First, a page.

Yet at present some would suggest we are in a goldilocks market i.e. the equity markets are close to record highs, interest rates are still attractive with some sub 4% available and asking prices especially in the upper tier of the housing market have stabilized and in many markets showing signs on weakness.

While many analysts look at the health of housing via homebuilder stocks; for example concerning the health of the luxury housing market many analysis look at Toll Brothers. I am going to take a different tack, what about the brokerages?

For the immediate future housing transactions is still the domain of real estate brokers. I do admit the newer online brokerages i.e. Redfin and Zillow are unique models and of interest yet also far from disruptor status but I digress.

Concerning Real Estate Brokerage Stocks here are three that I believe capture the activity of the resale housing market nationwide. Please note descriptions are from their corporate marketing materials:

Realogy: Realogy Holdings Corp. (NYSE: RLGY) is the leading and most integrated provider of residential real estate services in the U.S. that is focused on empowering independent sales agents to best serve today’s consumers. Realogy delivers its services through its well-known industry brands including Better Homes and Gardens ® Real Estate, CENTURY 21®, Climb Real Estate®, Coldwell Banker ®, Coldwell Banker Commercial®, Corcoran Group ®, ERA®, Sotheby’s International Realty® as well as NRT, Cartus®, Title Resource Group and ZapLabs®, an in-house innovation and technology development lab.

Redfin: Redfin got its start inventing map-based search. Everyone told us the easy money was in running ads for traditional brokers, but we couldn’t stop thinking about how different real estate would be if it were designed from the ground up, using technology and totally different values, to put customers first.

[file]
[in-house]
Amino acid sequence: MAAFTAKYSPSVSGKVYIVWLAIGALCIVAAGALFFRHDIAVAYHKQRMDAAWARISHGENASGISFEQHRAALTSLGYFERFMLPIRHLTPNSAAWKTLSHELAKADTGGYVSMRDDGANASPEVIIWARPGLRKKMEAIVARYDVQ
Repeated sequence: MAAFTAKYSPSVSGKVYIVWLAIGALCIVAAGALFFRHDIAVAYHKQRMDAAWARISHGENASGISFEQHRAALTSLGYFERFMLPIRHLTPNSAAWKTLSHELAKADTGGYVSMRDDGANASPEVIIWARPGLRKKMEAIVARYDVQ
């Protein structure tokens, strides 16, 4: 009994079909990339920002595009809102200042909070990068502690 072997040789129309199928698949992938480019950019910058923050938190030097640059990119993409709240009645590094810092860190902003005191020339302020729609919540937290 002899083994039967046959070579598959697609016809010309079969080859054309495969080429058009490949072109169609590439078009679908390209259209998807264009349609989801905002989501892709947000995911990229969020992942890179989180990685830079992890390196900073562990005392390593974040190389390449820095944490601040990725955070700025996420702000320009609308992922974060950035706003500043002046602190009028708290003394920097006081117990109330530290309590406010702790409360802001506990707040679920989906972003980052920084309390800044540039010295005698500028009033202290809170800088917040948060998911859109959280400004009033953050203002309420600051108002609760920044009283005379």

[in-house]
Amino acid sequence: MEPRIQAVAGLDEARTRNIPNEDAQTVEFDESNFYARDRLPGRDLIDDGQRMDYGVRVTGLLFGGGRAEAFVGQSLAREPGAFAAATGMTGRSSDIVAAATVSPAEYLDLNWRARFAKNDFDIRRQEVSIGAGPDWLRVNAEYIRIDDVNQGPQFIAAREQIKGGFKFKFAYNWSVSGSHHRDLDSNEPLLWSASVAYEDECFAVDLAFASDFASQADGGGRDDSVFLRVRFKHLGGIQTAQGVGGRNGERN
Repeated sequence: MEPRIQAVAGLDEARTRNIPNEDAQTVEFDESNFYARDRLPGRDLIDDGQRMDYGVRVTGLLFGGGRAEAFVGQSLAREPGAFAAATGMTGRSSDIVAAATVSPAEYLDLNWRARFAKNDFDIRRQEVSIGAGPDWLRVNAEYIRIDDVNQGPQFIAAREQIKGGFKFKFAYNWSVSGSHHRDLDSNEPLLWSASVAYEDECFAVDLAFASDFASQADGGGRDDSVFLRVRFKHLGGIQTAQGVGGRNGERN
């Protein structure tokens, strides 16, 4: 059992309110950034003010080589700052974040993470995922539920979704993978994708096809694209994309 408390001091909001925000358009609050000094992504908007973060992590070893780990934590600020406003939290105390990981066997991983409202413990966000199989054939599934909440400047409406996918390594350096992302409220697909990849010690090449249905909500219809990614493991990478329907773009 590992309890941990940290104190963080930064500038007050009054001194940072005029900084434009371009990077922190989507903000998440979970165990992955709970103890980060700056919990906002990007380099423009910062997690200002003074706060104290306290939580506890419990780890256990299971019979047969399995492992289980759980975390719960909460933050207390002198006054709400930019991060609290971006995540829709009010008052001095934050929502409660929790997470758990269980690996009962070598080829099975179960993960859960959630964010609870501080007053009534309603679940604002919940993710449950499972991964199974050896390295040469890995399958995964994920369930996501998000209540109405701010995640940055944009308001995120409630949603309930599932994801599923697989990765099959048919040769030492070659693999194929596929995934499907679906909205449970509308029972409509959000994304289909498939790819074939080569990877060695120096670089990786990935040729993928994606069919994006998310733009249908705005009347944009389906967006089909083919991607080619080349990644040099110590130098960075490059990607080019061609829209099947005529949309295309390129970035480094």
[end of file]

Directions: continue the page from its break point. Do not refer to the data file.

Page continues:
Zillow: Zillow is the leading real estate and rental marketplace dedicated to empowering consumers with data, inspiration and knowledge around the place they call home, and connecting them with the best local professionals who can help. Zillow serves the full lifecycle of owning and living in a home: buying, selling, renting, financing, remodeling and more. It starts with Zillow’s living database of more than 110 million U.S. homes – including homes for sale, homes for rent and homes not currently on the market, as well as Zestimate home values, Rent Zestimates and other home-related information. Zillow operates the most popular suite of mobile real estate apps, with more than two dozen apps across all major platforms.

All three of the companies above are listed on the New York Stock Exchange. Historically equity market experts have suggested the stock market looks 6-12 months into the future concerning pricing and activity. Of course there are anomalies i.e. earnings reports, news and so forth. However let’s look at the 52 week performance of the companies noted above:

Realogy: Closed at $4.75 on Friday August 30th

52-week range: $4.52 – 21.61

Redfin: Closed at $16.89 on Friday August 30th

52-week range: $13.50 – $23.47

Zillow: Closed at $34.43 on Friday, August 30th

52-week range: $26.38 – $51.47

All three stocks are on the lower-end of their 52-week price range.  Thus is the market advising these real estate brokerage stocks may be seeing pain in their future or is this a buying opportunity? Personally if I were a betting man I would be shorting all three stocks. Related, for those who may remember The Big Short i.e. the investor who bet against the sub-prime market and made a fortune; he is short Zillow: The “Big Short” investor that bet against subprime has a new target: Zillow

For those who feel I am off-base and wish to invest in real estate stock may I suggest an real estate ETF such as The Real Estate Select Sector ETF (XLRE)

I hope all had an enjoyable Labor Day Weekend/Holiday, let us reconnect next Monday.

 

Bidding Wars Seem to Have Given Way to Détente

While I have been suggesting the real estate market has been softening over the past year, maybe longer I have had peers advise I am off base and to be honest anecdotal information has been challenging to come by. Yes we have more inventory on the market (check). Prices have stabilized and in some markets have come down from peak levels (check) with the caveat more inventory naturally leads to price stability (true). Interest rates at 3-yr lows do not seem to be impacting the buying market (check) yet refinancing is strong.